Condé Nast Launches Branded Web TV Series, Starting with Glamour and GQ
What’s better: a long form interview or a short Q&A? Some would say it depends on the subject or the reader’s interest in the subject. I would say it’s both of these and a laundry list of other reasons. But more and more, it’s apparent that people’s attention spans are shortening. I find myself guilty of it too, skimming articles during the day, and filling my eyeballs with 140-word tweets. Of course, I am online and I’m writing volumes of stories so it only makes sense in terms of time constraints. Not to say I don’t read longer articles. Of course — when I have the time — a Vanity Fair and a Longreads subscription might not be enough, but it’s something.
I do find though, that video trumps, or at least is beginning to trump how I would rather take in media or information, and even a story. Anyone would much rather learn to build that light stand in a two-minute clip on YouTube rather than read the three-page manual, right? Video brings an element that even the greatest writers can’t fully bring to life: voices, skin, sound.
It’s even happened with Instagram vs. Vine. Though I haven’t quite caught on to this fairly new social media of 15-second video clips, the first few times I did use it, it made my Instagram feed look downright boring in comparison. Where was the action?
Vice and i-D teamed up emphasizing that video content is on the forefront of their shared agenda. It’s a smart move, and now Condé Nast has launched a Glamour and GQ-branded original video series sponsored by Procter & Gamble, Microsoft and Mondelēz International. More “branded programming” featuring other Condé brands will follow. It’s a smart move and one that the Internet generation is not only readily embracing but quietly demanding. “Does it move? Does it make noise?” We’re like infants in this way. We want to be entertained.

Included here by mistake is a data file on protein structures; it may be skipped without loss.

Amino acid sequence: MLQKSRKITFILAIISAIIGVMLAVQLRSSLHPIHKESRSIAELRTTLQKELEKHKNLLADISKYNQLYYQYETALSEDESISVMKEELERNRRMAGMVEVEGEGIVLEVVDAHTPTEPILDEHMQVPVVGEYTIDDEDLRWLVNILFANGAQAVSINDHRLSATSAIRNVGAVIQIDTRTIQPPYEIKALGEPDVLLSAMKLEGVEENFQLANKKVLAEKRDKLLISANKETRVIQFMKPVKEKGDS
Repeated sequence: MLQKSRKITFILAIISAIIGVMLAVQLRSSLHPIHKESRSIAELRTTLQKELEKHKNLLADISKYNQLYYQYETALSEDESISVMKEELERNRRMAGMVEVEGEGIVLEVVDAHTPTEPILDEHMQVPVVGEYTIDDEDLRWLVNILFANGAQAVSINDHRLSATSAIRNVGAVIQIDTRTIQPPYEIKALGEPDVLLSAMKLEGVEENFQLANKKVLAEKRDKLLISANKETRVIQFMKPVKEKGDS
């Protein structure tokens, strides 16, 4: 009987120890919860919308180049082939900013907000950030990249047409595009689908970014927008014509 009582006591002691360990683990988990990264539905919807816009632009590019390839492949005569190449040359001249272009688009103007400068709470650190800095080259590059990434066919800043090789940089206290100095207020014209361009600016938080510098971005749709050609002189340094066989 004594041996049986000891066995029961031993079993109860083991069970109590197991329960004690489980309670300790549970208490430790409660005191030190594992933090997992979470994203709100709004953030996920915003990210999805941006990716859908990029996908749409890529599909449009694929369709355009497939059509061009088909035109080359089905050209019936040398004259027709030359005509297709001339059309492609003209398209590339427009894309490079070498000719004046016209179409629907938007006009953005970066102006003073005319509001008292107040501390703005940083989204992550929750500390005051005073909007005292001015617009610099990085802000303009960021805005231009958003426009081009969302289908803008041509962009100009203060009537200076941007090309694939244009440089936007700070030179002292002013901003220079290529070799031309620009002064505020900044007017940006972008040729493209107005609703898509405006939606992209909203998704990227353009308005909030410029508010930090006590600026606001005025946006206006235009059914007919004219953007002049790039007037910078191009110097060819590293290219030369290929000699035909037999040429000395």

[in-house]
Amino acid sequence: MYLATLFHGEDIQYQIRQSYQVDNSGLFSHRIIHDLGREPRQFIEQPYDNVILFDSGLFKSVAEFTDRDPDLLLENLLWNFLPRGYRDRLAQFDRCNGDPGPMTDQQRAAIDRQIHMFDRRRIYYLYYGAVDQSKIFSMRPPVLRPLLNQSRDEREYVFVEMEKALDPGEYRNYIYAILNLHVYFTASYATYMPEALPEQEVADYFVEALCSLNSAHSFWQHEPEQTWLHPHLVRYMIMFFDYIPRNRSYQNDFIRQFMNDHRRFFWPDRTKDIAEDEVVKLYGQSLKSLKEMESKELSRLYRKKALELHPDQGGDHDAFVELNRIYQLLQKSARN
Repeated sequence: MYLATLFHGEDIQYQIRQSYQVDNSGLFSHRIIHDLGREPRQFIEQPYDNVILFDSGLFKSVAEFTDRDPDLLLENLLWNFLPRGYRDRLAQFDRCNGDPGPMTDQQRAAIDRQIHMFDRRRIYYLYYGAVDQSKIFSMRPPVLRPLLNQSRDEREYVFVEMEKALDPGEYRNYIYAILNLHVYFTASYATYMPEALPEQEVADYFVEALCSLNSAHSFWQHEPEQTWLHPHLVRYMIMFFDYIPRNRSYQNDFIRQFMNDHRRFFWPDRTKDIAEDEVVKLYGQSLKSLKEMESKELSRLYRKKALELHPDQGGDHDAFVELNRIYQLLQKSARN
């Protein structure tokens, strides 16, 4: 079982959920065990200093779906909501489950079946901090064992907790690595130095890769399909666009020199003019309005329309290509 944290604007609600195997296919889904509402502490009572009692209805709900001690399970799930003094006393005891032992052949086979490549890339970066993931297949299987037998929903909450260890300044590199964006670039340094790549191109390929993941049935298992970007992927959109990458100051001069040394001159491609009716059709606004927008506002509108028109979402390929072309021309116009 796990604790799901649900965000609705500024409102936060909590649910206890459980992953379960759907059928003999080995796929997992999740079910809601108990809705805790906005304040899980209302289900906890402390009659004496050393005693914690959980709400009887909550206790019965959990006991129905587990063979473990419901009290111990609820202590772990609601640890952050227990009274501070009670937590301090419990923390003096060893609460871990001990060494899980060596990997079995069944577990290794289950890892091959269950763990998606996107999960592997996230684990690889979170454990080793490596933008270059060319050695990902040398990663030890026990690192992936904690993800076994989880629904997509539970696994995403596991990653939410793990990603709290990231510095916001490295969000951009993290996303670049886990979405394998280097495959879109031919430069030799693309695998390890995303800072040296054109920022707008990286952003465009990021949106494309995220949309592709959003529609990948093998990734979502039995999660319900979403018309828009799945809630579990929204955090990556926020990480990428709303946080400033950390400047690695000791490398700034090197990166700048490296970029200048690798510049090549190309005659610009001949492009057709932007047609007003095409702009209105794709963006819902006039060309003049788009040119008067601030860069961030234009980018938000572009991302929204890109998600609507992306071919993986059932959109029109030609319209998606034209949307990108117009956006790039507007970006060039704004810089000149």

In my own interview experiences, I love the feeling of finally getting out a 900-word story. Its a challenge and it feels good once you’re kind of happy enough with it. But I really love the way video is able to capture blinks and sniffs, candid moments that, again, just can’t be translated in writing to the readers’ ears. In video? You will hear him laugh haughtily.
But then again, the movie is rarely better than the book.
In the case of Glamour and GQ, they’ve been working on shows with concerning titles: “Elevator Makeover,” in which a girl gets a makeover in an elevator; “Glamour Dos and Don’ts of the Week,” which counts down things that are hot and things that are not; “Fashion Week Ride-Along,” which follows EIC Cindi Leive through NYFW; and “Why Do Guys…,” in which female comedians go out and interview guys on the street. Some of these sections appeared in the magazines pages, and worked as a sort of end of the book high-note. But translated to video, it sounds like a bit of fashion reality television hooey to me. And if there is anything worse than television itself, it is reality television. If print is dead or dying — which I think has been on people’s lips since the 1950′s — and video is the new wave, we can only hope it will be worth watching.
Video did kill the radio star.